I want to do better at work. I want to earn more. I want to lose weight. I want to be more successful. I want to spend more time with my kids and my friends.... Does any of these sound familiar?
Last week, I bought a new planner, and, like always, I got so excited and started making plans and setting goals. After the first brainstorming, there were a lot of exciting resolutions. Some of those included learning German, writing more posts for all three blogs, reading more books, and exercising more. Oh yes, I also want to attend a conference or two, get a certificate in eLearning, and discover more about digital learning and learning apps.
Not bad resolutions. As a matter of fact, some of those are among the top 5 resolution people make. According to one research, the top resolutions include (1):
- Exercise more (38 %).
- Lose weight (33 %).
- Eat more healthily (32 %).
- Take a more active approach to health (15 %).
- Learn new skill or hobby (15 %).
These are all great resolutions. So, why do so many (88% (2) to be more specific) fail to stick to these goals?
It's the way people set goals. And because setting the right kind of goals is so important, it's never too early or too late to start.
Now, let's see why this matters in learning.
Goal setting is essential as it can help increase motivation, focus and a sense of direction. Setting and tracking goals helps us learn important life skills such as planning, organisation, and time management while also building communication skills, self-awareness, and confidence.
Now, let's focus on one of my goals - learning German. What does it mean "learn German" and how can I achieve that?
The simple fact is that for goals to be powerful, they should be designed to be SMART
So, how does this work?
First, the goal has to be specific. Here are a few questions that might help:
- What do you want to accomplish? (Pass an exam? Be able to give a talk? Just have fun learning? Get a job in Germany?)
- Why is this goal important to you? (Another skill in a CV? Curiosity about the language?)
- Who is involved? (Are you going to work alone? Learn with your partner or a friend?)
- Which resources or limits are involved? (Are you going to learn from a book? Learning app? How much time do you have for learning?)
It's also important to have measurable goals so that you can track your progress and stay motivated. In order to measure something, you should put a number to it:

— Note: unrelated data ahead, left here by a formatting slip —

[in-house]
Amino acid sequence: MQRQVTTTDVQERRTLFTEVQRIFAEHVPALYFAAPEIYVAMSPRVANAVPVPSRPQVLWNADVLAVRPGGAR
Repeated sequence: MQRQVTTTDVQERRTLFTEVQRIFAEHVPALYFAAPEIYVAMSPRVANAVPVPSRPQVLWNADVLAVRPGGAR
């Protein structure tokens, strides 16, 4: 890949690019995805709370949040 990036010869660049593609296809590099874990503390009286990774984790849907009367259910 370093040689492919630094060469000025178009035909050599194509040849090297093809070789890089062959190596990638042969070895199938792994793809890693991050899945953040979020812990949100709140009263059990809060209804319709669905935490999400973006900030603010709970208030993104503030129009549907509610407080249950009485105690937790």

- How many/much? (How much time are you going to spend each day learning? How many new words are you going to write down?)
- How will you know when it is accomplished?
Now, setting achievable yet not too easy goals is a challenge. The achievability of the goal should be stretched to make you feel challenged, but defined well enough that you can actually achieve it. These are the types of goals that require you to "raise the bar" and they bring the greatest personal satisfaction.
Goals should be relevant to the direction you want learning to take. For example:
- I want to finish with this level so I am going to spend two extra hours this weekend on practising.
- I need to improve my reading skills, so I am going to get a book in German and read it this month.
The final consideration when setting a goal should be the deadline. You can set a time-bound goal by asking yourself:
- How many lessons can I finish before weekend?
- I have three more weeks before the interview. Do I need to speed up?
Finally, the physical act of writing down a goal makes it real and tangible. Make a plan, set SMART goals, write them on a piece of paper and put them on a wall as a constant reminder.
Now, can you see a difference between:
- This year, I'm going to learn a new language
- First week in January, I will send an email to five language schools and ask about their Hebrew lessons. I'll subscribe to a Hebrew podcast and listen to one every week. I will build a list of 200 new words in four months.